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Charles Ives - Ives Plays Ives, 1933-1943

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Artist: Charles Ives

Album: Ives Plays Ives, 1933-1943

Label: New World

Review date: Jun. 25, 2006

Charles Ives’ talents were prodigious. And though he made his fortune as an innovator in the New England insurance business, his powerful abilities as a visionary composer with a uniquely American approach were, for most of his lifetime, unheralded and unrewarded. Thus, when Ives began in the 1930s to record his own work on piano, it was as a form of creative workshop: a chance to document his own fertile imagination; a chance for the composer himself to sit back and listen critically to the realization of music that had never been performed in public. As such, the recordings collected here (a welcome re-issue of a 1999 disc on the, alas, departed CRI label) give a fascinating look both at Ives’ obsessive penchant for revision and improvisation and his mercurial tendency to jump from idea to idea in music that twists and leaps at the speed of thought.

Ives spent a lot of effort, it seems, re-working and re-casting the material of his unfinished Emerson Concerto. (Some of its themes came from, or ended up in, other works. And Ives himself eventually took pleasure in the very idea that the piece would never be finished, rather re-worked throughout his entire life.) Indeed, one might sense, in the composer-pianist’s headlong rush of ideas and executions, a breath-taking restlessness of spirit. This is especially evident here in his piano music, where the orchestral tonal variety and spatial placement of voices that Ives often utilized for programmatic and pictorial effect are absent, resulting in a more abstract music of “ideas’ – and a sense, sometimes, of crazy radio dial-spinning, with snatches of marches, hymns and dissonant melody clusters accruing and dispersing in profusion and constant change.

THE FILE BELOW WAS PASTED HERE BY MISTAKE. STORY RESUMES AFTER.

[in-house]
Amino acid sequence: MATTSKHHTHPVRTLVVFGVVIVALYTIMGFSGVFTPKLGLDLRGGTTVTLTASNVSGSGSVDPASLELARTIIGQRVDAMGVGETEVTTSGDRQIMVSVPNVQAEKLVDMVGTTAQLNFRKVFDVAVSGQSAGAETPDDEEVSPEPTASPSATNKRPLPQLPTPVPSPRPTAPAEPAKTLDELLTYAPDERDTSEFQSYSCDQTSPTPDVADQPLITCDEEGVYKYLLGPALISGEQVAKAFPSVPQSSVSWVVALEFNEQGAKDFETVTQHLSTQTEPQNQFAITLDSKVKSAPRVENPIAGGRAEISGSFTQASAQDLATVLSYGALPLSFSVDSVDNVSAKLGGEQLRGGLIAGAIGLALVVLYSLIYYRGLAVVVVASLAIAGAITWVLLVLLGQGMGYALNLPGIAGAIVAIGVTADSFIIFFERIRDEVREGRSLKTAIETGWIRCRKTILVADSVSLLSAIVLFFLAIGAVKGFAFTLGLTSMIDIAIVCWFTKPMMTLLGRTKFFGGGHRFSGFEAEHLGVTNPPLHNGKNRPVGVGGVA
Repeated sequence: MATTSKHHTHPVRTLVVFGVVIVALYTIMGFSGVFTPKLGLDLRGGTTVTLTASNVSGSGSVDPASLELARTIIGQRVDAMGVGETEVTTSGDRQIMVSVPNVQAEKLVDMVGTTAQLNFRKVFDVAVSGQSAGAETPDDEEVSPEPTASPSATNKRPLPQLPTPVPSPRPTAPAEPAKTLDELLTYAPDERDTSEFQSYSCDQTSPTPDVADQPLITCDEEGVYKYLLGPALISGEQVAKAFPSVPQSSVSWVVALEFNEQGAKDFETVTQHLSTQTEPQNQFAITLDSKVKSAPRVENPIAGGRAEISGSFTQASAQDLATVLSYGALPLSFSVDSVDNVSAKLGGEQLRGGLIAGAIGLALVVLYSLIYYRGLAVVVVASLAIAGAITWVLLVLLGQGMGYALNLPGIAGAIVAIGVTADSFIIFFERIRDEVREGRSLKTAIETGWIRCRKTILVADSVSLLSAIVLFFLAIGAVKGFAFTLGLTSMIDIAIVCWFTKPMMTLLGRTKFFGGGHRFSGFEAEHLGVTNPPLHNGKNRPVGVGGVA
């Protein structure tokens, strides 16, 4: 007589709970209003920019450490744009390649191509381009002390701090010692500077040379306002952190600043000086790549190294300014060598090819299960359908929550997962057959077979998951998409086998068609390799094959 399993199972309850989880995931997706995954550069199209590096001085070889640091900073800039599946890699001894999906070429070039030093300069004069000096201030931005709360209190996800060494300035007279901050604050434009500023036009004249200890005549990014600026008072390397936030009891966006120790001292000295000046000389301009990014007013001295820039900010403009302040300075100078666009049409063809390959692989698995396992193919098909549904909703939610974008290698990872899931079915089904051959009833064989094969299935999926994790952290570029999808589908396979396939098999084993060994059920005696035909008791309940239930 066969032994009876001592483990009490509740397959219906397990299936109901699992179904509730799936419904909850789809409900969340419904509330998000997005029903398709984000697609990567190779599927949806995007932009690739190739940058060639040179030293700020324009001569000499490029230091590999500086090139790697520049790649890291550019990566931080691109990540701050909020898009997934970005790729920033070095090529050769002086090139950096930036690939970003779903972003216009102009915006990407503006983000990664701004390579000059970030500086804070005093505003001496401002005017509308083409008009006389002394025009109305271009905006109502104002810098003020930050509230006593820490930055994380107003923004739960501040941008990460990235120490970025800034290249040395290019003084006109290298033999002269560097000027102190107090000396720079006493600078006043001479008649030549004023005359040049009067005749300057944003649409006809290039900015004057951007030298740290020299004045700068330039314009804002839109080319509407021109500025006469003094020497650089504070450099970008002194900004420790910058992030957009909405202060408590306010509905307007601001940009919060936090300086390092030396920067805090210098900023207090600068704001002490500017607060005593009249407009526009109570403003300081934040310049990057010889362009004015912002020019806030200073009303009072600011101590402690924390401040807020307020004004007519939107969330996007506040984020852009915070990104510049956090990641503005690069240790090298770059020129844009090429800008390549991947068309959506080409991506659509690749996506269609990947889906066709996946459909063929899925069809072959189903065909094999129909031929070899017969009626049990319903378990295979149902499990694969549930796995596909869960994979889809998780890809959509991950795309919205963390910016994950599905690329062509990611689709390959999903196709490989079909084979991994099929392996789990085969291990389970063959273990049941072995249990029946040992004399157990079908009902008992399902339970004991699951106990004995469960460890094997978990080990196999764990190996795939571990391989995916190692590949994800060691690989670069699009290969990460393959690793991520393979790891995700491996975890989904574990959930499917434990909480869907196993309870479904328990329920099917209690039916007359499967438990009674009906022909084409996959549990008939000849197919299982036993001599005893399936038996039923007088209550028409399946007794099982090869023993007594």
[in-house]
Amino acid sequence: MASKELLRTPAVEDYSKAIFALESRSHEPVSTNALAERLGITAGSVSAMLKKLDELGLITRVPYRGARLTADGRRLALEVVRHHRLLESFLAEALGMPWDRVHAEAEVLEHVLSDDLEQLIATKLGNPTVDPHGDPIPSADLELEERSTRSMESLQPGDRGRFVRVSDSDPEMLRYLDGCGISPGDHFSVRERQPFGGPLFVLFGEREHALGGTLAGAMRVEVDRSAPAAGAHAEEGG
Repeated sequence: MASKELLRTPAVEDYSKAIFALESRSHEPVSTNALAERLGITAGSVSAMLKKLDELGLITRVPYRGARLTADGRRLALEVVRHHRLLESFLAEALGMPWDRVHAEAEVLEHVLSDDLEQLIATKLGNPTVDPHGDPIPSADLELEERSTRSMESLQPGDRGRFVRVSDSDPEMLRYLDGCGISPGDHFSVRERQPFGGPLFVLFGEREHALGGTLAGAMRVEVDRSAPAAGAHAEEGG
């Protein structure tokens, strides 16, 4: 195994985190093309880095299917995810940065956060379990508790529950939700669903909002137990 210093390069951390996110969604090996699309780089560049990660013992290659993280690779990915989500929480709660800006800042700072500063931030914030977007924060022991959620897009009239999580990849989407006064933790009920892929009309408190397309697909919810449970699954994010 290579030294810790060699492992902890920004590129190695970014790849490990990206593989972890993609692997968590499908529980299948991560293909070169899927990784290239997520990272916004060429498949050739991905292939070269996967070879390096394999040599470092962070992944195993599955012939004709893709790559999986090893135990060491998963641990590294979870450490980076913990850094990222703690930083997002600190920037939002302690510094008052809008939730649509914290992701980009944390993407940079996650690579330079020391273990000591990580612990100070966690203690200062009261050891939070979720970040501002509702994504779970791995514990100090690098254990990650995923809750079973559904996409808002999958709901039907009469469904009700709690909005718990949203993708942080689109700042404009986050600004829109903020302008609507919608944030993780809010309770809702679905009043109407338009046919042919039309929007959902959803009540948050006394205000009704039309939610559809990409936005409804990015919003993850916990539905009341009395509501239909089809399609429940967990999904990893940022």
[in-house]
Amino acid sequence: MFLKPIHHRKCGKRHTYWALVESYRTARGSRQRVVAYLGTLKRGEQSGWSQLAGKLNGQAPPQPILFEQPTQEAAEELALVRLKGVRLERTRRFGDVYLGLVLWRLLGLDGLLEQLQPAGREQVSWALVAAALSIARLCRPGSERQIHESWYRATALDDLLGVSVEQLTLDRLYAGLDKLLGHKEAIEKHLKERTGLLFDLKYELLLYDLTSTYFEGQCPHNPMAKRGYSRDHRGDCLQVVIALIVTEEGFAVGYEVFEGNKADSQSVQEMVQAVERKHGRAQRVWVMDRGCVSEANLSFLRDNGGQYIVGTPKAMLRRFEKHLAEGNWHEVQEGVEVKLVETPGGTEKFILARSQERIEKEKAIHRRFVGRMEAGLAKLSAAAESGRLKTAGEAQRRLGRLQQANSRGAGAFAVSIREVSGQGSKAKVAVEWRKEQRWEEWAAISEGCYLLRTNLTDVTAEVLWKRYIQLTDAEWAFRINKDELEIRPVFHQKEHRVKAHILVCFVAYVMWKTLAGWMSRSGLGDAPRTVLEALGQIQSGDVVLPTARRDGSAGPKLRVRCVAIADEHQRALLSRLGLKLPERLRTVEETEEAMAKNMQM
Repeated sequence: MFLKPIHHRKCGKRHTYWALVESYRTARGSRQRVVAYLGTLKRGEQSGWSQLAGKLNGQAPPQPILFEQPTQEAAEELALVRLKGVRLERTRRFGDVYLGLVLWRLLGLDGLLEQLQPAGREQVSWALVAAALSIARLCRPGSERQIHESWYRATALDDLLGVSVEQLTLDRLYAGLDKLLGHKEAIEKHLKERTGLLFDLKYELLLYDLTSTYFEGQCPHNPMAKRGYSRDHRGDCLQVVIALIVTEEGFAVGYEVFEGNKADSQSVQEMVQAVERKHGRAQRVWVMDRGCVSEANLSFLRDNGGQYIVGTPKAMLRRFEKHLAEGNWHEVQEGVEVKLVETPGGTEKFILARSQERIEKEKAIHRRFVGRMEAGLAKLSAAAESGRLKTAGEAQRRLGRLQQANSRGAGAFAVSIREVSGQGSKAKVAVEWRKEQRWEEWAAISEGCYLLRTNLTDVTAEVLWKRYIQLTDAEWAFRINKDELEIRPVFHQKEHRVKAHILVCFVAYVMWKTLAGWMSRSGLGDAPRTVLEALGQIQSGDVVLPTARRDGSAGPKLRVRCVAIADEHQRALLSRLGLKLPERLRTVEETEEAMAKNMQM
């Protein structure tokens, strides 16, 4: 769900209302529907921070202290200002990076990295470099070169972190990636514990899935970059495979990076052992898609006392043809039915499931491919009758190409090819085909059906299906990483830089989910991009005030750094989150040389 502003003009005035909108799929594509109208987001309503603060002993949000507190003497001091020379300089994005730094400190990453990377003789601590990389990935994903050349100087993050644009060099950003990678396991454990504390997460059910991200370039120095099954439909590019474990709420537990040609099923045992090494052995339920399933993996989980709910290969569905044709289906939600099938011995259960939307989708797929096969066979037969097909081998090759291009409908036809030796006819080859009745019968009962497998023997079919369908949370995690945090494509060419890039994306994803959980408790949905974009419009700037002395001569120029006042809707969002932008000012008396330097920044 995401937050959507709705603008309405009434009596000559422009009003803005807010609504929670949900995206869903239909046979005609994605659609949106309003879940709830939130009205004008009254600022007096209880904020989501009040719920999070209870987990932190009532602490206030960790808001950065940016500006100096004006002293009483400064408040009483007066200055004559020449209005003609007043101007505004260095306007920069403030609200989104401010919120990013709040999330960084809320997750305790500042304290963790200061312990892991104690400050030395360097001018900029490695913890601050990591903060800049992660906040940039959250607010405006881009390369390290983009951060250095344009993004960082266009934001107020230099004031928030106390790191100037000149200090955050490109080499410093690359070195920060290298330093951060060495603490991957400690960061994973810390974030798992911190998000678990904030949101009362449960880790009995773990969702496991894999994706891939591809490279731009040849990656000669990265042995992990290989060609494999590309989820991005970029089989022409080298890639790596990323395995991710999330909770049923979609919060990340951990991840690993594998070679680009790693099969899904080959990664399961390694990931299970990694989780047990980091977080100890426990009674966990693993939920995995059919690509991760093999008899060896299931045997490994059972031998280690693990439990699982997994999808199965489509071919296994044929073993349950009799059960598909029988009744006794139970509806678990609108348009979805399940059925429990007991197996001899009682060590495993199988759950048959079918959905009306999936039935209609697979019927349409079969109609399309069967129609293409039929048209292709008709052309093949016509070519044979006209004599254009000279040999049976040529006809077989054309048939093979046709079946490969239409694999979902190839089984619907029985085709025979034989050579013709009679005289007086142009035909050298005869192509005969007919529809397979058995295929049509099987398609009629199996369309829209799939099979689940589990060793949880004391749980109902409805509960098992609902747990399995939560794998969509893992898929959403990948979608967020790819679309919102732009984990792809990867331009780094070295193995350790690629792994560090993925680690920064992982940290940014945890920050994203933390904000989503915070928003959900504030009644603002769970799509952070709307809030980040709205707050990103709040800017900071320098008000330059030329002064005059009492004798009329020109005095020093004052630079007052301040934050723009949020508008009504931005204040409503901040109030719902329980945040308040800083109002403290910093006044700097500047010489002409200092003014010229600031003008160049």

And then there’s Ives’ piano playing, a revelation to those who haven’t heard it and who think they know his music. There’s a definite late-romantic sensibility to his style and technique: it’s fast and furious, full of flourishes and liberties with tempo, rumbling and thundering in the lower-ranges despite the surface noise and the severe dynamic limitations of the disc-cutting technology with which it was recorded.

The final session here from 1943 is, to put it simply, a remarkable and moving document of American music. Mary Howard, of Mary Howard Studio in New York City, managed to capture both the limpid elegance and roaring passion of Ives’ performances. Among the treasures captured are three takes of Ives’ strange and stirring patriotic march/song “They Are There.” The singer Ives bellows and exhorts his way through the stomping, pounding piano accompaniment – with all its herky-jerky jump-cuts and musical interpolations – sounding like a slightly unhinged Irish tenor. (“Smash all dictators!” he interjects.)

As a last word, there’s the closing piece, the lovely, hymn-like “Alcotts” movement from the Sonata No. 2; Concord. It’s as lucid and balanced a piece of piano music as might exist; gently dissonant at times and formally graceful throughout, suggesting perhaps, a breeze through an open, curtained window. Performed by the composer with perfection of touch and execution, it sheds a softer light on the urge for emotion and expression at the heart of Ives’ sometimes thorny and rigorous art.

By Kevin Macneil Brown

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